- Plant flowers to bloom in each season (spring, summer, fall)
- Plant 3 different species blooming each season
- Plant at least 3 of each variety
- Open form flowers are best (double blooms make it harder for pollinators to enter)
- dianthus/sweet William
- eastern columbine
- blue star
- wild indigo
- bee balm
- sourwood tree
- purple coneflower
- black-eyed Susan
- joe pye weed
- button bush
- butterfly bush
Links of Interest!
**Be sure to check out the Growing Small Farms links from Extension Agent Debbie Roos! She is an expert in pollinator gardening and even has one at her office in Chatham County where she gives tours! A virtual tour is linked below along with other lists of pollinator plants she has put together.
*Also special shout out to N.C. Cooperative Extension in Pender County for the great PowerPoint (linked below) of pollinator-friendly plants!
Growing Small Farms Garden Videos
Pollinator Garden Plant List 2021
5th Post: Squash Bee
Many of us should be seeing this little guy around now! If anyone has any types of squash planted, these pollinator specialists only pollinate flowers in the cucurbit family so that we can have squash, zucchini, and pumpkins! About 5,000 years ago, these squash bees (Peponapis pruinosa) were found in Mexico and migrated with the expansion of Native American agriculture. They are semi-solitary, unlike honey bees who have a colony. Females and males usually live in or around squash flowers, sleeping in the closed flowers after noon. When nesting season comes, each female squash bee will then make a nest in the ground, near squash plants, where she will then live and lay her eggs. Young squash bees start maturing between late June and early July. With a healthy population of these squash bees and wild bumblebees, a squash grower would not need to introduce honeybee hives for pollination. The combination of these naturalized squash bees and native bumblebees can do more than 10 times the amount of pollination necessary for the field! Squash bees are actually facing a decline in genetic diversity. Every time the population split and followed Native Americans towards the Midwest, the genetic diversity pool got smaller. Recent genetic diversity decline is also happening from larger squash fields being cultivated, destroying many bees and their nests which are near the squash plants. Take some time today to appreciate these cuties and how they help us grow some of our staple vegetables!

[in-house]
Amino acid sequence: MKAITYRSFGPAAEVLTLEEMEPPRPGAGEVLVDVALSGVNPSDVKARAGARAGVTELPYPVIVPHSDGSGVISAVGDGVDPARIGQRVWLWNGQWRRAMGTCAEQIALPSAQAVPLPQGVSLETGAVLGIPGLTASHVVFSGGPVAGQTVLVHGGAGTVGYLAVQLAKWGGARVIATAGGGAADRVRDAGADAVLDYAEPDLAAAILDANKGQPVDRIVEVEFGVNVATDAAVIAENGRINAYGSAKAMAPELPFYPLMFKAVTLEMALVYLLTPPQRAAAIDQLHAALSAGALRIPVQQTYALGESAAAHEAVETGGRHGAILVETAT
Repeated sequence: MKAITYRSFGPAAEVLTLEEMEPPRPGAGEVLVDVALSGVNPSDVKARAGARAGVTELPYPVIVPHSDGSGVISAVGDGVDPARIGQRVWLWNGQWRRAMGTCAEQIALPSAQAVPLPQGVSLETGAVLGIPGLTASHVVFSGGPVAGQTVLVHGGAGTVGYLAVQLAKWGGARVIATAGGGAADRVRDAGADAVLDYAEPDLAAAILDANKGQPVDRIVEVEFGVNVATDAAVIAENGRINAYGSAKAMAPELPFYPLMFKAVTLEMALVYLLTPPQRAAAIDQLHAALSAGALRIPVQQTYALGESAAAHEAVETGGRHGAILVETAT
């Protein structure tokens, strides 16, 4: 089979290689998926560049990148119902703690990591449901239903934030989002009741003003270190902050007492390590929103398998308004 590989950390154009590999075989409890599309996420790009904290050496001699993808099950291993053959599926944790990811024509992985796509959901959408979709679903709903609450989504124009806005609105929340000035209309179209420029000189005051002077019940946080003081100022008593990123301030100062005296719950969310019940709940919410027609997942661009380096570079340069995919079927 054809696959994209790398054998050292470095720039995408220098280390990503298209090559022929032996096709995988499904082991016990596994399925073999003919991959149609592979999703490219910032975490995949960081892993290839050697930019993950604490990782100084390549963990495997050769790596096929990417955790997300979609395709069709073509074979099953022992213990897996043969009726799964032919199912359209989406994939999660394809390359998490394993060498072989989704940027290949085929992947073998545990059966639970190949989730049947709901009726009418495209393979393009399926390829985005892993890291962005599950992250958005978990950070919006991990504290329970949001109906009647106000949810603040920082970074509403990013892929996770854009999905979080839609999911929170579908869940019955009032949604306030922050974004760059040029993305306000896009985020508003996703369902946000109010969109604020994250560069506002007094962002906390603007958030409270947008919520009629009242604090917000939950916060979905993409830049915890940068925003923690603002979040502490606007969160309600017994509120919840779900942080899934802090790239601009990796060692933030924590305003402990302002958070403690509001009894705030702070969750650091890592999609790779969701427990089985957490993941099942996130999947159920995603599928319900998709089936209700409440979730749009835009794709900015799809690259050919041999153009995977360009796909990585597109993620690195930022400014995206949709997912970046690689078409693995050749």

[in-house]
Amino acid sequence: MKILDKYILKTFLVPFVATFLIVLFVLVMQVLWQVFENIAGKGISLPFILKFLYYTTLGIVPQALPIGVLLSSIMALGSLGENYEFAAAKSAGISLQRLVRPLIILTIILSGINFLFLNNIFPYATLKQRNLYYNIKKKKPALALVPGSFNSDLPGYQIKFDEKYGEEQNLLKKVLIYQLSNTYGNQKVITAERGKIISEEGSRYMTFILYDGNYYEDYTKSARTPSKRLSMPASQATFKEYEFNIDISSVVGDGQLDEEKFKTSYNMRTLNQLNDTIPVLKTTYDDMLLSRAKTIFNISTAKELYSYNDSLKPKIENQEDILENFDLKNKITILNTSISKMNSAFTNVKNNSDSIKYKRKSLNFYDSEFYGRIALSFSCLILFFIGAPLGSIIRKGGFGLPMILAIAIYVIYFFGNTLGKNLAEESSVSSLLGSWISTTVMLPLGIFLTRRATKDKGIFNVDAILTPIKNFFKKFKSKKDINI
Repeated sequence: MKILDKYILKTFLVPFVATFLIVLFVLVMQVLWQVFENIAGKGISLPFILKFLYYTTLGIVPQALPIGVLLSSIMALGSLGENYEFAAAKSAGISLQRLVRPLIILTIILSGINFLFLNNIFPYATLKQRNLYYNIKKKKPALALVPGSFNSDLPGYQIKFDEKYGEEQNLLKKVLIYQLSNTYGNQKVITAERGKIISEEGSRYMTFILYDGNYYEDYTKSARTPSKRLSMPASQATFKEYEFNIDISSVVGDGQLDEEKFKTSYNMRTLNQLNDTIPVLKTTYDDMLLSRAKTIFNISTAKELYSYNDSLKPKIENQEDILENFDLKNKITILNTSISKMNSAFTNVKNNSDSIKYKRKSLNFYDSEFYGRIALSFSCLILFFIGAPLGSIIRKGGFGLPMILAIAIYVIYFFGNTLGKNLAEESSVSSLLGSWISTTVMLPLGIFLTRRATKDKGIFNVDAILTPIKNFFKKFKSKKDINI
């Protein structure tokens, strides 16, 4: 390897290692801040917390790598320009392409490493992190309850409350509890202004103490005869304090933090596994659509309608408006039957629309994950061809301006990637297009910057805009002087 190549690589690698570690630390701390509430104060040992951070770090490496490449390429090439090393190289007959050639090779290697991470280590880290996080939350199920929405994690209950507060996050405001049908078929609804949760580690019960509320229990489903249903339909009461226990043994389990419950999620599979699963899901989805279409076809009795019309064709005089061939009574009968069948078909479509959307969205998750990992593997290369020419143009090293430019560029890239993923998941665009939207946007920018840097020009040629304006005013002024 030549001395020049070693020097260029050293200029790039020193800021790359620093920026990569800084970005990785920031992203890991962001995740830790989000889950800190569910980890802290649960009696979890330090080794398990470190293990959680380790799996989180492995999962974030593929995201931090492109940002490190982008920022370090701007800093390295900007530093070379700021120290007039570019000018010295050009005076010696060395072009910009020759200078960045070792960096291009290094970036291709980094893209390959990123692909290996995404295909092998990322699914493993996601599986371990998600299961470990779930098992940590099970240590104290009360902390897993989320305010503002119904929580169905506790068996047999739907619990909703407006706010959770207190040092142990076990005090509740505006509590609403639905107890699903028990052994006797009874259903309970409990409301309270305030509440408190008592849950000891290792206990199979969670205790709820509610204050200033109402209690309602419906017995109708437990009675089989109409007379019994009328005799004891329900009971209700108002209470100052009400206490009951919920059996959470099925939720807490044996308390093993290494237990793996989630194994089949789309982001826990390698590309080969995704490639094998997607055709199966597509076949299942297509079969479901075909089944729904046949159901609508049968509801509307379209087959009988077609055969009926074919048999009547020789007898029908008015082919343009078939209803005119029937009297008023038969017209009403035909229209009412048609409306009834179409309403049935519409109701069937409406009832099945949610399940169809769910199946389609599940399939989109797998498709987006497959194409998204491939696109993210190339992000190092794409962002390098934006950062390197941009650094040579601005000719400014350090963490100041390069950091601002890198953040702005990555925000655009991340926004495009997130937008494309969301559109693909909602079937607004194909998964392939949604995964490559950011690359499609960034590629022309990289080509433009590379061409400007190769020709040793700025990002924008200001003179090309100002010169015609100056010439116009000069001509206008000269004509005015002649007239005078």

To learn more visit the following links:
- Wild Pollinators Get the Job Done
- Squash Agriculture Bees – 2016
- Rise and Fall of Squash Bees
- Stories from June 2016
6th Post: Fly Pollinators
Did you know that the second most efficient pollinators (behind bees) are flies?? This is the bottlenose fly and the hover fly. Most flies are attracted to pale flowers with pollen, but little nectar sources. While flies are attracted to and pollinate many of the same flowers that bees do, they are also attracted to flowers that have a putrid or rancid smell to them like jack-in-the-pulpits and red trilliums. Flies like the hover fly have markings similar to wasps, bees, and yellow jackets to help them look more like a predator. Hover flies are native to North America and are also beneficial in controlling aphid populations.
More information on fly pollination
Pollinator Month Webinar Recordings
Feel free to watch these awesome webinars about different pollinators and how to be pollinator friendly from the experts!
Diversity of Native Bees with Dr. Hannah Levenson
Developing Habitats for Birds & Bees
How to be “Bat Friendly” Neighbors
Let’s Talk Pollinator Gardening